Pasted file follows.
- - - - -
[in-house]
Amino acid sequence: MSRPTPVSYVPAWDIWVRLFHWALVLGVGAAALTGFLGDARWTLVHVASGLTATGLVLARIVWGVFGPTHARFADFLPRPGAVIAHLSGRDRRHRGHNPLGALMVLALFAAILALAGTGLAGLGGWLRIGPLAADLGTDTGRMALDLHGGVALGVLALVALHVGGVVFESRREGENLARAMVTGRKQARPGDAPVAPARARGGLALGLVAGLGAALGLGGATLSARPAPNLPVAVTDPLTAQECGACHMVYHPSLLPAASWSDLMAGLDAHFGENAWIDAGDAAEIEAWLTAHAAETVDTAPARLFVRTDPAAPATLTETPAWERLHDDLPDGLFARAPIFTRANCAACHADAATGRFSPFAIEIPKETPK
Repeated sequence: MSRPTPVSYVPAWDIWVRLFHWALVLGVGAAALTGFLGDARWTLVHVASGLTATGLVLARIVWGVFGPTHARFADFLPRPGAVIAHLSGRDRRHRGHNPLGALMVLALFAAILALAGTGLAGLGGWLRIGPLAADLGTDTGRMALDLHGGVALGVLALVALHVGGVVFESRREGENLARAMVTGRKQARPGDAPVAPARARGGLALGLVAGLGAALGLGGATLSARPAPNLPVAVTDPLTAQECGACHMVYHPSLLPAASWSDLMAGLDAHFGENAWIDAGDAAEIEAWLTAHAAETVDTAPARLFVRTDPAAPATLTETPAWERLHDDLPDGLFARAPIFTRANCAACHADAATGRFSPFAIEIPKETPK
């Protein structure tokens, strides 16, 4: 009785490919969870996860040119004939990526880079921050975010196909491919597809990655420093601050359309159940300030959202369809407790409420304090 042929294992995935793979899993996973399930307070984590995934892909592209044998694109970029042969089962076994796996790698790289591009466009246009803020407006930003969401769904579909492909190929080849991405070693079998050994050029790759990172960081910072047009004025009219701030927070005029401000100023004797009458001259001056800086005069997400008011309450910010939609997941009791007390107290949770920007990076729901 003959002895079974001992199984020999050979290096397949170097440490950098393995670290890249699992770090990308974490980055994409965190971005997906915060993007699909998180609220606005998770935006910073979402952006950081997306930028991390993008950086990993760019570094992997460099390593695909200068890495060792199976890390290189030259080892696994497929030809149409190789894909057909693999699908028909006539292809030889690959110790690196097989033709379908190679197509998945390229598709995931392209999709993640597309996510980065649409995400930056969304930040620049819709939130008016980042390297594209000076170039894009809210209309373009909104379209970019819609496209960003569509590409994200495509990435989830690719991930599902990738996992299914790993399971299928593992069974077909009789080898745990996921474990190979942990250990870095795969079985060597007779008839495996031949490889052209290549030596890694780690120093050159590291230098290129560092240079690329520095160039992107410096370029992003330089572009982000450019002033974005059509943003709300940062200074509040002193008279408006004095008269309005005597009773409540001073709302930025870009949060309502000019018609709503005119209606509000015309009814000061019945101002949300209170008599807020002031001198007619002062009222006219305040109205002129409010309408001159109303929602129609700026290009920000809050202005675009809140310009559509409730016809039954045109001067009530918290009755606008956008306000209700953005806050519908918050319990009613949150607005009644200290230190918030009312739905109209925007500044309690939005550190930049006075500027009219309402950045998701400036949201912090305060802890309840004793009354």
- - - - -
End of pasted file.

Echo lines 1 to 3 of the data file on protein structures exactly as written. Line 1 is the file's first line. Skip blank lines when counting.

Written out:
[in-house]
Amino acid sequence: MSRPTPVSYVPAWDIWVRLFHWALVLGVGAAALTGFLGDARWTLVHVASGLTATGLVLARIVWGVFGPTHARFADFLPRPGAVIAHLSGRDRRHRGHNPLGALMVLALFAAILALAGTGLAGLGGWLRIGPLAADLGTDTGRMALDLHGGVALGVLALVALHVGGVVFESRREGENLARAMVTGRKQARPGDAPVAPARARGGLALGLVAGLGAALGLGGATLSARPAPNLPVAVTDPLTAQECGACHMVYHPSLLPAASWSDLMAGLDAHFGENAWIDAGDAAEIEAWLTAHAAETVDTAPARLFVRTDPAAPATLTETPAWERLHDDLPDGLFARAPIFTRANCAACHADAATGRFSPFAIEIPKETPK
Repeated sequence: MSRPTPVSYVPAWDIWVRLFHWALVLGVGAAALTGFLGDARWTLVHVASGLTATGLVLARIVWGVFGPTHARFADFLPRPGAVIAHLSGRDRRHRGHNPLGALMVLALFAAILALAGTGLAGLGGWLRIGPLAADLGTDTGRMALDLHGGVALGVLALVALHVGGVVFESRREGENLARAMVTGRKQARPGDAPVAPARARGGLALGLVAGLGAALGLGGATLSARPAPNLPVAVTDPLTAQECGACHMVYHPSLLPAASWSDLMAGLDAHFGENAWIDAGDAAEIEAWLTAHAAETVDTAPARLFVRTDPAAPATLTETPAWERLHDDLPDGLFARAPIFTRANCAACHADAATGRFSPFAIEIPKETPK